In 1998, AGL Resources began a 15 year Pipeline Replacement Program (PRP), which, at the time, was reviewed annually by the Georgia PSC—the PSC reviewed the utility’s infrastructure replacement expenses from the previous year and then approved a new surcharge amount. Later, the commission agreed to a fixed dollar amount of expense to be recovered in rates over the remaining 7 years of the program. In 2009, the Georgia PSC approved the expanding of the PRP to include investments for infrastructure expansion. PRP is now included as part of the Strategic Infrastructure Development and Enhancement (STRIDE) Program for AGL Resources. STRIDE provides for a rider on customer bills that will allow AGL to recover costs associated with both traditional infrastructure replacement, as well as infrastructure expansion relating to customer growth and economic development. In 2000, Liberty Utilities (then Atmos) received approval to implement a pipe replacement surcharge for its Georgia customers. In September of 2013, AGL received approval to replace 756 miles of vintage plastic pipe over 4 years.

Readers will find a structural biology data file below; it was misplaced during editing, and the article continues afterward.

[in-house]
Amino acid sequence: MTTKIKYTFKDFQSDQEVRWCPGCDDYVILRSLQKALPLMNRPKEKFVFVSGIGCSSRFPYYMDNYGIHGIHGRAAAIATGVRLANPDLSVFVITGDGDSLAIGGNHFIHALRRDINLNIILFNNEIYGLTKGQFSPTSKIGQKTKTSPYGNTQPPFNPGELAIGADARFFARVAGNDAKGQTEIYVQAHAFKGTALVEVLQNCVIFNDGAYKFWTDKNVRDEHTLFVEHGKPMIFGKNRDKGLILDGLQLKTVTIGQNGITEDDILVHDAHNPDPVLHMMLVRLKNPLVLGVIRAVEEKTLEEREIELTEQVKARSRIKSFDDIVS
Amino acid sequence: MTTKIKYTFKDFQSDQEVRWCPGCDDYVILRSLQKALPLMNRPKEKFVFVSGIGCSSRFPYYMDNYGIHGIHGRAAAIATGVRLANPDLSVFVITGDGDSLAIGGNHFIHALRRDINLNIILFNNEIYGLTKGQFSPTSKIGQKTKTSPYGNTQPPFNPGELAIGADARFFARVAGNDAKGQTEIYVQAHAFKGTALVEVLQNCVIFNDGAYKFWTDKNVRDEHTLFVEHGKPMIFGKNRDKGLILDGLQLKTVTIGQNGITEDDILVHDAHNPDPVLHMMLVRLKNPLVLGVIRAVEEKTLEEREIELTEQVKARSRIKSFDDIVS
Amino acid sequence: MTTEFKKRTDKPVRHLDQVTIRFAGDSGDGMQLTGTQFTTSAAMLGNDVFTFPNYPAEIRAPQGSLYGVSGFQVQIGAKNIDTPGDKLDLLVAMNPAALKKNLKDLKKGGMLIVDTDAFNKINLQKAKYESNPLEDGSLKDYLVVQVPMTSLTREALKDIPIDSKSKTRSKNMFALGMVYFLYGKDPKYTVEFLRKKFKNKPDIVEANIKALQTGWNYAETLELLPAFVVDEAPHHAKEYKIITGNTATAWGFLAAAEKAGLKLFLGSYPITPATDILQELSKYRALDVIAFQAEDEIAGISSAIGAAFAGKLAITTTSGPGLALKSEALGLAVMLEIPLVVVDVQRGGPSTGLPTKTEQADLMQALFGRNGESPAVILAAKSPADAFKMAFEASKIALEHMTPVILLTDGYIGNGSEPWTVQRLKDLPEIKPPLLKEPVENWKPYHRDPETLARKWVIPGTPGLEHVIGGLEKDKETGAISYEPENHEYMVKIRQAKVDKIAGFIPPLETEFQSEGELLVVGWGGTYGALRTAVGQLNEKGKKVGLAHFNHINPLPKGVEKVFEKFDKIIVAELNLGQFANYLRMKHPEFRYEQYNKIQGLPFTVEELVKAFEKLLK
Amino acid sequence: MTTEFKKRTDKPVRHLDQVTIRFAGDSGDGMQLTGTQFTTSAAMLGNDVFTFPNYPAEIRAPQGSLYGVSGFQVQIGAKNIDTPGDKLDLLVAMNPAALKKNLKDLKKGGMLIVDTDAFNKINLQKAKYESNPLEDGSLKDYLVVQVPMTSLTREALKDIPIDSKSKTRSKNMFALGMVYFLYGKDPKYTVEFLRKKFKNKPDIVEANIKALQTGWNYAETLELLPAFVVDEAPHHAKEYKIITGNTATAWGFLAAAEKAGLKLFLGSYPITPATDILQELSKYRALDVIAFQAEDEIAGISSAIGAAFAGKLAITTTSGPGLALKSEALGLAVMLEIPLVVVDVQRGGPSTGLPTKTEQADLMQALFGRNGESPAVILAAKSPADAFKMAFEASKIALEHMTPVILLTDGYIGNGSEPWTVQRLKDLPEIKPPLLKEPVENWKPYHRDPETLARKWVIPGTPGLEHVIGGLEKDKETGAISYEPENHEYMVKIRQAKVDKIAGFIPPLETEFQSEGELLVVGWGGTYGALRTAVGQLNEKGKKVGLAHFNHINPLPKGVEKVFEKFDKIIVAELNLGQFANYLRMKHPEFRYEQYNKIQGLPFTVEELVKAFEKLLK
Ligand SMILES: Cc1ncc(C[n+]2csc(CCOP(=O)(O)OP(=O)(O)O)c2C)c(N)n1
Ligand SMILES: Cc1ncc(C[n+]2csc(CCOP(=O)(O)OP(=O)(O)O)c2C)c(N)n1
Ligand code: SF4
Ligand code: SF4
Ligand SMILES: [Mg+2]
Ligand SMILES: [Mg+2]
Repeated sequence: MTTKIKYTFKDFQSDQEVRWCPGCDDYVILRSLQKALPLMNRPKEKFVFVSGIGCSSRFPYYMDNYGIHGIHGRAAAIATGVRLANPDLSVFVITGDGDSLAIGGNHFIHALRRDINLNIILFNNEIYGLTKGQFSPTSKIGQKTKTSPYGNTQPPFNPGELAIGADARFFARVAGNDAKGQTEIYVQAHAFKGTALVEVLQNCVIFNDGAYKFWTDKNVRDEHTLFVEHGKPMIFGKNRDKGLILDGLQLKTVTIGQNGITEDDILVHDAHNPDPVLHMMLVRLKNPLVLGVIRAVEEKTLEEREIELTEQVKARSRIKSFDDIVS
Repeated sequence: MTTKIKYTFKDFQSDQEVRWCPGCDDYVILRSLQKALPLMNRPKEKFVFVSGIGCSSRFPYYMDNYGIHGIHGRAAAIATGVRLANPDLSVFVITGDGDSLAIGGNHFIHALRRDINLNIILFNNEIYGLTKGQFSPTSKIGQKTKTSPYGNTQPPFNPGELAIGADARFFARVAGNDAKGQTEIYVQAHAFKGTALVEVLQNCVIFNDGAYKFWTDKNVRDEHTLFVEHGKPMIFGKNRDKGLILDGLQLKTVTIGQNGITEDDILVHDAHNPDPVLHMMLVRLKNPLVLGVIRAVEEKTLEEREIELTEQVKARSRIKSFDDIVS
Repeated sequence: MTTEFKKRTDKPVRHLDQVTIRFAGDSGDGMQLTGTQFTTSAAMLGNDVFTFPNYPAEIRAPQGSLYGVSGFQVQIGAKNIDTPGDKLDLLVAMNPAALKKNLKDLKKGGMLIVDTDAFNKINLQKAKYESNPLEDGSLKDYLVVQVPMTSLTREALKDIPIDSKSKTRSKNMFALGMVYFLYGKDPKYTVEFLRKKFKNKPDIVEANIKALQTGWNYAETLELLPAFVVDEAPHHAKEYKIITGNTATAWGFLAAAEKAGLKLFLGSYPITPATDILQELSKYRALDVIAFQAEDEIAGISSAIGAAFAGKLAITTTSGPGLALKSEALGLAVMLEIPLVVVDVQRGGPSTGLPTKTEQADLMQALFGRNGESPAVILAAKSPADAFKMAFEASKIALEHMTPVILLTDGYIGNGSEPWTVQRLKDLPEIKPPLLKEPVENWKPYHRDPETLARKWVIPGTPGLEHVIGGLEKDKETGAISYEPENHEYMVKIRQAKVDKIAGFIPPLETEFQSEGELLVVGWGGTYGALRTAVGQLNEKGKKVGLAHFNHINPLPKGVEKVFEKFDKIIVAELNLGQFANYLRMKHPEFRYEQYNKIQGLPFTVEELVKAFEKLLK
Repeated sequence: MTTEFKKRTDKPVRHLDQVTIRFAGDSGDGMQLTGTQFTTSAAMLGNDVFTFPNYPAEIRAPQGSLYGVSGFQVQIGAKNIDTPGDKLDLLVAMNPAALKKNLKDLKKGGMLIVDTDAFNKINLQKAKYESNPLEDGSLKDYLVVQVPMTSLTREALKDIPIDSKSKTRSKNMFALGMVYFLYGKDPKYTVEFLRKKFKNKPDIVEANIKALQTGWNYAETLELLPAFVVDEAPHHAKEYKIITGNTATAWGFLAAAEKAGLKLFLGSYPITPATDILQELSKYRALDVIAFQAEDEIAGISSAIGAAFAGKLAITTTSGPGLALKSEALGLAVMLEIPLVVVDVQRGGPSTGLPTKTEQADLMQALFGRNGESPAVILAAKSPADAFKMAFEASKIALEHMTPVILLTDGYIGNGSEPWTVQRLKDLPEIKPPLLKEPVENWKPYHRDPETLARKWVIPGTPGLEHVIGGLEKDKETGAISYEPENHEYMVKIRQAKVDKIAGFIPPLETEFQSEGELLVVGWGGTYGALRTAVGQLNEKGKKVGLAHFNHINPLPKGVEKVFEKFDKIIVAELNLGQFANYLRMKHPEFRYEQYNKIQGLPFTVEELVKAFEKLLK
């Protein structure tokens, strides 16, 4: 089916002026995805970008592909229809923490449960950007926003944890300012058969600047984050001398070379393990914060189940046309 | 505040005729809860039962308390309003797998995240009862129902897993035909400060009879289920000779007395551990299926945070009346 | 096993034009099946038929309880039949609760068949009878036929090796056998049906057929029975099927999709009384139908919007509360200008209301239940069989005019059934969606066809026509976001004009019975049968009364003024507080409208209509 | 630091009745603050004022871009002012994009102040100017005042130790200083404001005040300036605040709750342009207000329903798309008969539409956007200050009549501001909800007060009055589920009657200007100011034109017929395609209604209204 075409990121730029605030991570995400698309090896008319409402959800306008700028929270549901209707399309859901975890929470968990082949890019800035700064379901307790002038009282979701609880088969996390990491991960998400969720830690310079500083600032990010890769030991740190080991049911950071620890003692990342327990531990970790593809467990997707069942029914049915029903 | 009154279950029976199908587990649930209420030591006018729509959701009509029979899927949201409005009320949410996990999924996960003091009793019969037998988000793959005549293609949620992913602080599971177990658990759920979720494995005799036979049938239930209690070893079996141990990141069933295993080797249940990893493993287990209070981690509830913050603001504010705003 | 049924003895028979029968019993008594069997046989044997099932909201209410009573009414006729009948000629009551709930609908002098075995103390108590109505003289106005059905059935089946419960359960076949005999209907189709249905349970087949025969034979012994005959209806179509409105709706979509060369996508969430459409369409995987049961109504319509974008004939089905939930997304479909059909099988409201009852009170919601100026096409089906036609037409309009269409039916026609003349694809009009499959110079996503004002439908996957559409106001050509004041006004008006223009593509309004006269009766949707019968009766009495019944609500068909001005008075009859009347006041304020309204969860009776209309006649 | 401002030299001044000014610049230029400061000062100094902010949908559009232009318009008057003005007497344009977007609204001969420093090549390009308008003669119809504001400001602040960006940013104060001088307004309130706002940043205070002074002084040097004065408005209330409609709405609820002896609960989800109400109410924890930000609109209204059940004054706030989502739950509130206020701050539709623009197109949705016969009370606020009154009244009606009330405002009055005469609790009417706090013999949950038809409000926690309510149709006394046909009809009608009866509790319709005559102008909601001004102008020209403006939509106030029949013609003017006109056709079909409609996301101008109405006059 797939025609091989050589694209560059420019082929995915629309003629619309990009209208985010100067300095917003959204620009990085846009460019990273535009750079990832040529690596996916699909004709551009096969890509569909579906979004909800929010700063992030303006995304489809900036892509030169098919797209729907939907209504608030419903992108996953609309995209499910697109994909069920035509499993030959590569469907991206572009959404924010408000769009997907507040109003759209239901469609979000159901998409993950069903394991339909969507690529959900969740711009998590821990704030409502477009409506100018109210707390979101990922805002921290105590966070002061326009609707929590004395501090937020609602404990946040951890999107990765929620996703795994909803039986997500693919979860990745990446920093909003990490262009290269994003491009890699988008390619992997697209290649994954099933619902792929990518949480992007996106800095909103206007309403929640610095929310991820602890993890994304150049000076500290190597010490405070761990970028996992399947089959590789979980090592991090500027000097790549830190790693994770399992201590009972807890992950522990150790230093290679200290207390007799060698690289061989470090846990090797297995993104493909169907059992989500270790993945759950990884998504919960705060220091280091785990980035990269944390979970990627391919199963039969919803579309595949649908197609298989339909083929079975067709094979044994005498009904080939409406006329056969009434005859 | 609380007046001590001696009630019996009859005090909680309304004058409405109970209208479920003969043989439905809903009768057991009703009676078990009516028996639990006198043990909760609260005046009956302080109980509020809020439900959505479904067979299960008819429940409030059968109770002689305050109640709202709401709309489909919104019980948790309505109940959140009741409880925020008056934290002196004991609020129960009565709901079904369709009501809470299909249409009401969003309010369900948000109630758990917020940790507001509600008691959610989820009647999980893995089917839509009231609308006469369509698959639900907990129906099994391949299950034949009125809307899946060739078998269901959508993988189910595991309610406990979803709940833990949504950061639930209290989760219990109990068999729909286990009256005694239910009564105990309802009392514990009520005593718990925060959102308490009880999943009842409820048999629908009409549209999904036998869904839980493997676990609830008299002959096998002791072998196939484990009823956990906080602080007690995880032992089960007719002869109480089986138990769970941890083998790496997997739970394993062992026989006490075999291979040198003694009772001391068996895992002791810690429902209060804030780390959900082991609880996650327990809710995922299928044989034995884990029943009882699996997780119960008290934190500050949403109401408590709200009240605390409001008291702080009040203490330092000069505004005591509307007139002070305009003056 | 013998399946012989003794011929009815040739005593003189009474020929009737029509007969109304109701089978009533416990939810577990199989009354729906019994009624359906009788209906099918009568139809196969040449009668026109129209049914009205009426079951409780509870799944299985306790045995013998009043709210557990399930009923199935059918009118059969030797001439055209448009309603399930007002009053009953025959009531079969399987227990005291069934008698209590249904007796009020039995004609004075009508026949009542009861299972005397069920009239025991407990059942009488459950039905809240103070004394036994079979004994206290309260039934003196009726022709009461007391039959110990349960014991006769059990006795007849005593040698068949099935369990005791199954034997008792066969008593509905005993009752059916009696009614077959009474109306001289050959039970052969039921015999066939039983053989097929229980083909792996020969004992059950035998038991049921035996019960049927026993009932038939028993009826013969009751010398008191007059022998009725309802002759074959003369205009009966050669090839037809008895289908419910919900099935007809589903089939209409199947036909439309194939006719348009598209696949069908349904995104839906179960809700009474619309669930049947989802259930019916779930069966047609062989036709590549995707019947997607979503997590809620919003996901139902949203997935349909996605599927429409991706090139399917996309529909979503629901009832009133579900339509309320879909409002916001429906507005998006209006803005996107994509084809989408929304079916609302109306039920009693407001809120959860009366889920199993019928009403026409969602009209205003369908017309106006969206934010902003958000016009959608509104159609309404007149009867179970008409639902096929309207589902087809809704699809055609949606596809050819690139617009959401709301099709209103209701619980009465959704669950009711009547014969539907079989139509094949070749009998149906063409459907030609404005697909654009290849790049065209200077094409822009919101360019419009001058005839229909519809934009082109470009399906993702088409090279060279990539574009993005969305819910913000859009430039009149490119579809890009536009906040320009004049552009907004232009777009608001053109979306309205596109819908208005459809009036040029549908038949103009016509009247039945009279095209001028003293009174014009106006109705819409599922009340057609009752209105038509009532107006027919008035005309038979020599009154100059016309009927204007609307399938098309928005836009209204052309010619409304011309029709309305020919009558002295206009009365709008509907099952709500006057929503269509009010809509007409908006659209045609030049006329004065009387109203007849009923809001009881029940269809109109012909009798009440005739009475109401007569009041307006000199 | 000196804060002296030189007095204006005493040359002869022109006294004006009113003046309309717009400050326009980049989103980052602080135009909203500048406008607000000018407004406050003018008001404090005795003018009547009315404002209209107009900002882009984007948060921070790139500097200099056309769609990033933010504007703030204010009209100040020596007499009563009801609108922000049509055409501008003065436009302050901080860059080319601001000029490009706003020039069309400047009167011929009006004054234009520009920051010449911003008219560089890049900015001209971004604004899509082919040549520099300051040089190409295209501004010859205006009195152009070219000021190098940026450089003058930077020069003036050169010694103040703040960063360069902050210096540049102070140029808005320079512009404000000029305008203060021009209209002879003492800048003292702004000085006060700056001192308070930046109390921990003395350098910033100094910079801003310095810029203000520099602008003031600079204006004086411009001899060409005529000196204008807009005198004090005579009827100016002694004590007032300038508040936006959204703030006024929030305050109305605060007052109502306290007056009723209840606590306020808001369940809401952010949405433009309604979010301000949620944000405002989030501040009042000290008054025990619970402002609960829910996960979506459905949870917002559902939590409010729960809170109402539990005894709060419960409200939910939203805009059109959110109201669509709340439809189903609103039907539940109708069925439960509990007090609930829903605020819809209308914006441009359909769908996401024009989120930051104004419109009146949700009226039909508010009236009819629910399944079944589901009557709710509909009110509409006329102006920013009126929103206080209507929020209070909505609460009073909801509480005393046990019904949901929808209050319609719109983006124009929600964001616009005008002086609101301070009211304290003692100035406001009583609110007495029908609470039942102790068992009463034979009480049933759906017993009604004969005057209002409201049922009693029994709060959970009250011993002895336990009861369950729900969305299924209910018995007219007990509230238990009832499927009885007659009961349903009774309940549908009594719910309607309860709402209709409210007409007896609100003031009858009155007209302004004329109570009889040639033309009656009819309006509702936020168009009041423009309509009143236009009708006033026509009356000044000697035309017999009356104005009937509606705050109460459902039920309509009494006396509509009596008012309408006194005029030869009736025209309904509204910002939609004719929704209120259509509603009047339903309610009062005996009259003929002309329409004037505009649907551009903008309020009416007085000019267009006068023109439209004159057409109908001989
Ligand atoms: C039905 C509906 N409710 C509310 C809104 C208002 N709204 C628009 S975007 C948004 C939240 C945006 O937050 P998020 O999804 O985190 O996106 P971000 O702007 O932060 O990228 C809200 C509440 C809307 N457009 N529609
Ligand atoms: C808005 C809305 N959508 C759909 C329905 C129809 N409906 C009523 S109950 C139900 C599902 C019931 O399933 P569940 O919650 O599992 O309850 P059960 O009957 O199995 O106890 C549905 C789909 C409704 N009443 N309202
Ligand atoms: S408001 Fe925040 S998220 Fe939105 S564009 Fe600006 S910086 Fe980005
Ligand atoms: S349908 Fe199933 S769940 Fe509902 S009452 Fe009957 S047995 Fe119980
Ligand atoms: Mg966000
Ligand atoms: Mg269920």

On November 29, 2011, the Atlanta Gas Light Company (AGL), received approval from the Georgia Public Service Commission for a Compressed Natural Gas Infrastructure Program. This program is intended to stimulate the development of CNG fueling stations. Under this program, AGL will not sell CNG directly to retail customers and will not provide the land for the CNG stations. AGL installs, owns and maintains CNG equipment for project developers. WEC Energy Corp. subsidiary Trillium CNG owns and operates stations in Perry, Atlanta, Savannah and Tifton.

Since 1998, Atlanta Gas Light (AGL) has utilized a modified straight-fixed-variable rate design that enables the company to recover non-gas costs throughout the year consistent with the incurrence of these costs, essentially eliminating the need for a revenue decoupling mechanism. Initially, AGL instituted a level monthly charge per customer for gas distribution services. The PSC subsequently replaced this level monthly charge with a sculpted rate that reduces the amount collected during summer months and increases the charge in the winter. Liberty Utilities operates under a rate stabilization mechanism.